An Illinois tax agency has ruled that former President Donald Trump is entitled to a $ 1 million refund on the 2011 tax bill for his downtown Chicago skyscraper, but local officials are trying to block the refund.
The reports at issue are the Cook County’s Board of Review’s estimate of the value of the rooms and retail space at Trump International Hotel & Tower. In June, the Illinois Property Tax Appeal Board voted 5-0 to downgrade the building’s commercial property.
The vote means Trump owes $ 1.03 million, monies that would come from Chicago city property taxes, Chicago Public Schools, and several other government agencies. Cook state attorney is denying the refund and has filed a lawsuit in the Illinois Court of Appeals in hopes of blocking it.
The dispute is the latest chapter in a longstanding legal battle over Trump’s tax laws that began more than 12 years ago and has resulted in more than $ 14 million in tax breaks for Trump. It’s also not just about a former president in the midst of a host of legal disputes, but also a Chicago city council whose own legal troubles have made headlines in Chicago for months.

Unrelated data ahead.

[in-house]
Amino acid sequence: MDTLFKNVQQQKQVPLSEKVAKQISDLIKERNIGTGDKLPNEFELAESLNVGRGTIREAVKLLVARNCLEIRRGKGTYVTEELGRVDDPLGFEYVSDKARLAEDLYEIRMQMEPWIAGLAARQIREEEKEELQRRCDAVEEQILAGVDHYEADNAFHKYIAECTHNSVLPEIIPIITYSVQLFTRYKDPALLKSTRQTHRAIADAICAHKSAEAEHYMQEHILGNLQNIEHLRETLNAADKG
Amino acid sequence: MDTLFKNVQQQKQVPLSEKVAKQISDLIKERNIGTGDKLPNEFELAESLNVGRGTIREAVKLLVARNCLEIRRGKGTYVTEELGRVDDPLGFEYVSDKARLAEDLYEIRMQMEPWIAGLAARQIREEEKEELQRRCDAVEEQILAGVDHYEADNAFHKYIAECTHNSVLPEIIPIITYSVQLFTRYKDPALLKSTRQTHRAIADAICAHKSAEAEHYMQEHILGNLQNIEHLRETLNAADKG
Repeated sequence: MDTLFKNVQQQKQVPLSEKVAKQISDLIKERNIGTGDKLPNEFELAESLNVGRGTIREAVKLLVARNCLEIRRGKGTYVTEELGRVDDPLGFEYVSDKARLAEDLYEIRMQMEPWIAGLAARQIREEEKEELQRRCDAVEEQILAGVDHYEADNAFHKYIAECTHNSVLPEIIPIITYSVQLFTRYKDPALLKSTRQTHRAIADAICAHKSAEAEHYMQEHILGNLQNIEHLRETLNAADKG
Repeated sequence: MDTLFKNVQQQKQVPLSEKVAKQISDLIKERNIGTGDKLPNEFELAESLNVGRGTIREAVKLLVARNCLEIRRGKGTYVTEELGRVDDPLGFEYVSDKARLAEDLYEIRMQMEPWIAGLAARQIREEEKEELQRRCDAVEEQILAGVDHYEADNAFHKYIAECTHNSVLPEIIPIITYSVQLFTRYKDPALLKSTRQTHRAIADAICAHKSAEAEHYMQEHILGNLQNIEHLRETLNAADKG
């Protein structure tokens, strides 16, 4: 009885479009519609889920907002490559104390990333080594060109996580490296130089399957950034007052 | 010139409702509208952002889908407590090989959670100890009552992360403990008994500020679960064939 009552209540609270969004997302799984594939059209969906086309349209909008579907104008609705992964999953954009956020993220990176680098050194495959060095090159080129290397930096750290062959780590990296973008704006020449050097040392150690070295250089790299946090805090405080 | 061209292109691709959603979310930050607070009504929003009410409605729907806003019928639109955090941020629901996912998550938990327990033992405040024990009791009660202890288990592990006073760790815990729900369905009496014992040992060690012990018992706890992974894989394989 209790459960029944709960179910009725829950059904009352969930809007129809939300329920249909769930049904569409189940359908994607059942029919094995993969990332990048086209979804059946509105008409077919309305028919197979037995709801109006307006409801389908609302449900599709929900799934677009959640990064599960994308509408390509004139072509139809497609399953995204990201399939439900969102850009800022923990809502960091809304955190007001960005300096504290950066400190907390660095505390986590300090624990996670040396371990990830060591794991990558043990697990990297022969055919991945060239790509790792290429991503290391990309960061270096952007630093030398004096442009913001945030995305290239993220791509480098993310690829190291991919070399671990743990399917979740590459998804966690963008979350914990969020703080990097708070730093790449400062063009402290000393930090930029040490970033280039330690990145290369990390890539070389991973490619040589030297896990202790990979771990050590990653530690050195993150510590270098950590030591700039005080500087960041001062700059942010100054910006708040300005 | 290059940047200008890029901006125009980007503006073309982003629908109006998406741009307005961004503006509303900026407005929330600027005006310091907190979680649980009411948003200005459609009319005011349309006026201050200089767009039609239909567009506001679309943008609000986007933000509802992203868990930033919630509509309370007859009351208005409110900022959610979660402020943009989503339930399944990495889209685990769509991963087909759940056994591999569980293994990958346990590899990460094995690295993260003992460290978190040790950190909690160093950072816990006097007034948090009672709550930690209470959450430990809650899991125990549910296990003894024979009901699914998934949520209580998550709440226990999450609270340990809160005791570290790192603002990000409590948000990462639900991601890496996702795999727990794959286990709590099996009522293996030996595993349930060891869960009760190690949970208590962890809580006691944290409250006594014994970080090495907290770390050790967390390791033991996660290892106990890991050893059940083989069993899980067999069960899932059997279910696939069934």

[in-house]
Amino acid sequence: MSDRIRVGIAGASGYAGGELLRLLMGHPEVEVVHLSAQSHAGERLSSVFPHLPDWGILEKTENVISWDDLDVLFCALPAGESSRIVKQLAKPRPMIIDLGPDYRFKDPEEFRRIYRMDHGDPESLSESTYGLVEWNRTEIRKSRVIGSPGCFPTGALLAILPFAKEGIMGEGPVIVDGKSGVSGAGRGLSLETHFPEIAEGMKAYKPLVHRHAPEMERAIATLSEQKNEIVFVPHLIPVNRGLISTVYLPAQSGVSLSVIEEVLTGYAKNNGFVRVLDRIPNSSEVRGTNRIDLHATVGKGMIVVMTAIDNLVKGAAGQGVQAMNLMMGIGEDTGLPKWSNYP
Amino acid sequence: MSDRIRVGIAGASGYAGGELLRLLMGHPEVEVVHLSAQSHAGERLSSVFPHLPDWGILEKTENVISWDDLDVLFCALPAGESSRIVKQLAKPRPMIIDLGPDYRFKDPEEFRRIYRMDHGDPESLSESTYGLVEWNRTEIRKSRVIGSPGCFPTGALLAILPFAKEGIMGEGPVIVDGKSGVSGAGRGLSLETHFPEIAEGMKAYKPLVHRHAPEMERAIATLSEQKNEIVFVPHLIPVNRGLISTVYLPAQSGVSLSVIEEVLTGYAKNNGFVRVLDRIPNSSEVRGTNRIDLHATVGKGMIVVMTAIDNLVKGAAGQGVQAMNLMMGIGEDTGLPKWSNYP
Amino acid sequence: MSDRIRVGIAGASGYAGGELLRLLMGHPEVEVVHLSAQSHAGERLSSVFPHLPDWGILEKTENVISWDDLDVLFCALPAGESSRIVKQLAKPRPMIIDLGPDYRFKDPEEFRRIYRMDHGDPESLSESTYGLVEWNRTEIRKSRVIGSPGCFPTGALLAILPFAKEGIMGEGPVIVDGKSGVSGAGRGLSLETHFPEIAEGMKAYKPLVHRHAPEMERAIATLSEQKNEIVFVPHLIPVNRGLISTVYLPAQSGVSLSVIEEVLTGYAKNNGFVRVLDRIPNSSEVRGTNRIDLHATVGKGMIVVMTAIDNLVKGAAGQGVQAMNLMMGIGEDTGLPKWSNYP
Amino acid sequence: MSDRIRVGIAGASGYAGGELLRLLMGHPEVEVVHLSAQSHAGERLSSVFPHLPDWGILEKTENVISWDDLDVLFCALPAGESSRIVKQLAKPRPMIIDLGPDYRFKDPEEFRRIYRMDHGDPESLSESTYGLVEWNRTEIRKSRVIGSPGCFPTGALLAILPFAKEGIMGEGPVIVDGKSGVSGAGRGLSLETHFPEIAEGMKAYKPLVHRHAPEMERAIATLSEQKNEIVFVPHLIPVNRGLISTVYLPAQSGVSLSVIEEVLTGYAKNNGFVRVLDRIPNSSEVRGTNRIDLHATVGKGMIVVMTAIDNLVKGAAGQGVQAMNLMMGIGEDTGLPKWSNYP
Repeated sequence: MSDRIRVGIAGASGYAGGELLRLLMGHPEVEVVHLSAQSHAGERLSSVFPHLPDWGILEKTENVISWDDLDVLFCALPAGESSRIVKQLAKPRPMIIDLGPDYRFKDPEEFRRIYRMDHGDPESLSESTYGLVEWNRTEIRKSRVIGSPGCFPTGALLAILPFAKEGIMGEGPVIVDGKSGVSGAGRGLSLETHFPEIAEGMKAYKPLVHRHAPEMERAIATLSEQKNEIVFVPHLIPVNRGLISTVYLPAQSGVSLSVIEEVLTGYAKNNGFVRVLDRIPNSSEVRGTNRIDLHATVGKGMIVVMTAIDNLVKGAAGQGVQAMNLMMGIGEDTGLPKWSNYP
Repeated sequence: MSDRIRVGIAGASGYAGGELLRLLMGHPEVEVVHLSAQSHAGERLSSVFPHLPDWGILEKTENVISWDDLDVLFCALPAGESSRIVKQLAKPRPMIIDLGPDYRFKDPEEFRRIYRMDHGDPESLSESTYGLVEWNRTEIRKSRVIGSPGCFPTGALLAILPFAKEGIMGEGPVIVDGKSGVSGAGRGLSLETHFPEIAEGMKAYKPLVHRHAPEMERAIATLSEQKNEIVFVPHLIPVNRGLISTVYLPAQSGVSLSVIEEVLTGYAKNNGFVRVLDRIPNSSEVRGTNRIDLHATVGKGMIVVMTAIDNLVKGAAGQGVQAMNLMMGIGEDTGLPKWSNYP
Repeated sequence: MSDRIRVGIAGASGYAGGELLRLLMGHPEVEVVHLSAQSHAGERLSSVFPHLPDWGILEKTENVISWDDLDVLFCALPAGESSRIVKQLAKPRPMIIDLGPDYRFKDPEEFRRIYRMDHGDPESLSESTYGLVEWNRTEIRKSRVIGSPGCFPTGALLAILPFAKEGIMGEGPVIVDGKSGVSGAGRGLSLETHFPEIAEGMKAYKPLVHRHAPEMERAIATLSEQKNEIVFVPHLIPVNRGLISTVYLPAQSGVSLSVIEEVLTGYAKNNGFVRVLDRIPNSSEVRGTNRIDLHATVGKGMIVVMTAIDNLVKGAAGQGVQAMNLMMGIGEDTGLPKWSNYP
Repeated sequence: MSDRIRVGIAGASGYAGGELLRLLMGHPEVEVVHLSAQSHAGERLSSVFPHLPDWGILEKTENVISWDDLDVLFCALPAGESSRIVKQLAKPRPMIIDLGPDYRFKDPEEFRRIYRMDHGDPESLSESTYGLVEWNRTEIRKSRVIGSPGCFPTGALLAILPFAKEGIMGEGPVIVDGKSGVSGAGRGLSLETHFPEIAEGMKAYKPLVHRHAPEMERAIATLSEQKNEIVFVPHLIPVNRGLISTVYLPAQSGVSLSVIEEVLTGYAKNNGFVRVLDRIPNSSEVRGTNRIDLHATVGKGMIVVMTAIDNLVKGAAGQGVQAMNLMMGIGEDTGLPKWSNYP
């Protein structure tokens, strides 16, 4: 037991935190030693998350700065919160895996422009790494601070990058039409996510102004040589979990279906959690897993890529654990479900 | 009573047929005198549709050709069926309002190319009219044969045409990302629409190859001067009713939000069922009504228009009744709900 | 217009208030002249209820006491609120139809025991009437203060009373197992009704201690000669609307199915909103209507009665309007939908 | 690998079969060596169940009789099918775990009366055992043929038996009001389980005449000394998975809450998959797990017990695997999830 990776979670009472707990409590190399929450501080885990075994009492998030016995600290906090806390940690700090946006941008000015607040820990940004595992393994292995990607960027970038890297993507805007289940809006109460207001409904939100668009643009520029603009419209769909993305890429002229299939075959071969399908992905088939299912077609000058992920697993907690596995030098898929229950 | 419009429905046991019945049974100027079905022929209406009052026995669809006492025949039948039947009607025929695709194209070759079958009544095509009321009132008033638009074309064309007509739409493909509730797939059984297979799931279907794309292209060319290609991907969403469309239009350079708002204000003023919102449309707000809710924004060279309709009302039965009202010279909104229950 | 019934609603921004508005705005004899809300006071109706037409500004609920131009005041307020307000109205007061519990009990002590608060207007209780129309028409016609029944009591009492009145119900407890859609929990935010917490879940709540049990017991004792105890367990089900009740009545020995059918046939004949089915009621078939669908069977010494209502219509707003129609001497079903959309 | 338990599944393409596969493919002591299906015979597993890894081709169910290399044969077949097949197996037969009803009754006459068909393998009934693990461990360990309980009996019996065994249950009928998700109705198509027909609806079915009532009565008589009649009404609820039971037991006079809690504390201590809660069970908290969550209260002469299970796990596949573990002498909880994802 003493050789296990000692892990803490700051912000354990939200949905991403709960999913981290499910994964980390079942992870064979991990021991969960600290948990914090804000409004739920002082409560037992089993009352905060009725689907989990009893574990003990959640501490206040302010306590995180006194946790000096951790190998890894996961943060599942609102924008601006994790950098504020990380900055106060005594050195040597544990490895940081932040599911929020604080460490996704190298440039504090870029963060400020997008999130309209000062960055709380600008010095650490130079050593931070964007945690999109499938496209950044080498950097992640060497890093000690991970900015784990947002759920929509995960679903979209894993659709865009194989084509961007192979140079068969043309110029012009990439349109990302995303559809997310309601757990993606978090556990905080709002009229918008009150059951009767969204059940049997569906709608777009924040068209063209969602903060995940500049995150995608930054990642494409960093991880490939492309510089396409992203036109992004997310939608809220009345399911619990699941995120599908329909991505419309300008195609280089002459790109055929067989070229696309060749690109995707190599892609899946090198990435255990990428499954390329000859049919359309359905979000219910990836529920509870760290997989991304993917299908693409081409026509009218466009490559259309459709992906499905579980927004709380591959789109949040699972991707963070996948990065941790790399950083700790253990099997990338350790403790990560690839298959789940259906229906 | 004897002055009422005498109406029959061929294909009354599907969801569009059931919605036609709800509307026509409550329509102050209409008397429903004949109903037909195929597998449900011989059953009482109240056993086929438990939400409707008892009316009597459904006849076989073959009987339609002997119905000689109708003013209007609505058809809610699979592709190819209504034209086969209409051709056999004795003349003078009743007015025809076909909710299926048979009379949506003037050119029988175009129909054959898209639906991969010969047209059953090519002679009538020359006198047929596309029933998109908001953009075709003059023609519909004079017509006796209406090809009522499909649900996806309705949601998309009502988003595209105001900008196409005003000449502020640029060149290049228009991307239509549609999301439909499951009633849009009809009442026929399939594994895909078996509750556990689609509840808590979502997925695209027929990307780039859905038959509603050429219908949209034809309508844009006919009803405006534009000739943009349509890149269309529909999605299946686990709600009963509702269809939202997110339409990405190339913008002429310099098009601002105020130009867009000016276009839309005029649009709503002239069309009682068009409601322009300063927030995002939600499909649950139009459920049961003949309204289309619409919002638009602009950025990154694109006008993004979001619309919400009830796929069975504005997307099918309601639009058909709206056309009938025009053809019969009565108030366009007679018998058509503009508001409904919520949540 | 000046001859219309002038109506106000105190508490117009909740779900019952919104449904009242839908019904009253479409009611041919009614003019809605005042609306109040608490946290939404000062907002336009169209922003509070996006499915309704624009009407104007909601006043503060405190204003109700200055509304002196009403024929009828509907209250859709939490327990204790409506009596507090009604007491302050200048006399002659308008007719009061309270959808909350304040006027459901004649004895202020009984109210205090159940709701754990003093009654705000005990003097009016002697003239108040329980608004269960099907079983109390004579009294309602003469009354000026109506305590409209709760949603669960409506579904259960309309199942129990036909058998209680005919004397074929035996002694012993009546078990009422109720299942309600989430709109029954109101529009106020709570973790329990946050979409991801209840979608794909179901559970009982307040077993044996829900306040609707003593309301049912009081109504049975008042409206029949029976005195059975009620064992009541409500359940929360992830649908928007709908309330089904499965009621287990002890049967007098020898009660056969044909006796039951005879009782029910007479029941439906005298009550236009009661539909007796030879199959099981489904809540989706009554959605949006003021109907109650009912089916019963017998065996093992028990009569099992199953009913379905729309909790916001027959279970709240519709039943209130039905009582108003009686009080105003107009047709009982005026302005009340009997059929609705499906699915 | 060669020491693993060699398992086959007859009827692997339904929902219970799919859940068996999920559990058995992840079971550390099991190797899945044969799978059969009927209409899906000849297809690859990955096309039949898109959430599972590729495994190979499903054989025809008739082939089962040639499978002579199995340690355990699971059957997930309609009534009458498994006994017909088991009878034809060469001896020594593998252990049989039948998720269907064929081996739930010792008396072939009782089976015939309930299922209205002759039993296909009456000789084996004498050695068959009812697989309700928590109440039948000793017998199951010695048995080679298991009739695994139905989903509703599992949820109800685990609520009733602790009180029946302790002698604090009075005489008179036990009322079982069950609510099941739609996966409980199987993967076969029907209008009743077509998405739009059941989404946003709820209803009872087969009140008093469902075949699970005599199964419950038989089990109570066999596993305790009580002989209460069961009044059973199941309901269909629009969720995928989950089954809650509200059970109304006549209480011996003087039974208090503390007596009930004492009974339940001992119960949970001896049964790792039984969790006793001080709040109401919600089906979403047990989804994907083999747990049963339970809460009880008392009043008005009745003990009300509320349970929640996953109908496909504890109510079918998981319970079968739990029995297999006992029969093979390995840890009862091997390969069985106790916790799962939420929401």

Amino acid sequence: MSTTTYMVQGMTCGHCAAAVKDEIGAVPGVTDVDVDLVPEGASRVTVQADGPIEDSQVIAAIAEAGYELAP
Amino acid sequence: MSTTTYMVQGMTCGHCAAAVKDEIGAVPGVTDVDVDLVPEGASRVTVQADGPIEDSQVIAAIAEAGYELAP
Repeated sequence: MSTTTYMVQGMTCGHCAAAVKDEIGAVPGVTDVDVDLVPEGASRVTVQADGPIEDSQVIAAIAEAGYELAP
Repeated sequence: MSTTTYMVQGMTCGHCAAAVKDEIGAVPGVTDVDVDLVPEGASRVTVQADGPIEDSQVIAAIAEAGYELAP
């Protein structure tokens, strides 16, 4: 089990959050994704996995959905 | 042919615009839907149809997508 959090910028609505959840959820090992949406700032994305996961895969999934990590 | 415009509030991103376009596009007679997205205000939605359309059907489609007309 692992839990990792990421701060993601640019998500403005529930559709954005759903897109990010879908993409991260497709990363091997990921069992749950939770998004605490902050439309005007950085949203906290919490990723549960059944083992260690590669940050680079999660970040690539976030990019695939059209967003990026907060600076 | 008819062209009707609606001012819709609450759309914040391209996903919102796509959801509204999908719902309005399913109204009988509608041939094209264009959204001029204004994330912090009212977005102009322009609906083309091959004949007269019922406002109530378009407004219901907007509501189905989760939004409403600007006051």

Alderman Edward M. Burke, whose former law firm Klafter & Burke won the tax break for Trump, has been charged with federal charges of preventing companies from getting city permits unless they hired the law firm. He has pleaded not guilty and is awaiting trial.
The dispute over the tax assessments for the high-rise building has a long history of its own. Originally, the state agency rejected Trump’s argument that the vacant stores had no value because he couldn’t find tenants to rent them out. A state agency hearing officer dismissed Trump’s argument that the vacant shops in the building were of no value because he couldn’t rent them out. But a staff member later wrote a report that Trump was entitled to the refund.
The agency delayed processing the case until Trump was no longer in office and voted in June to downgrade the building’s commercial property rating.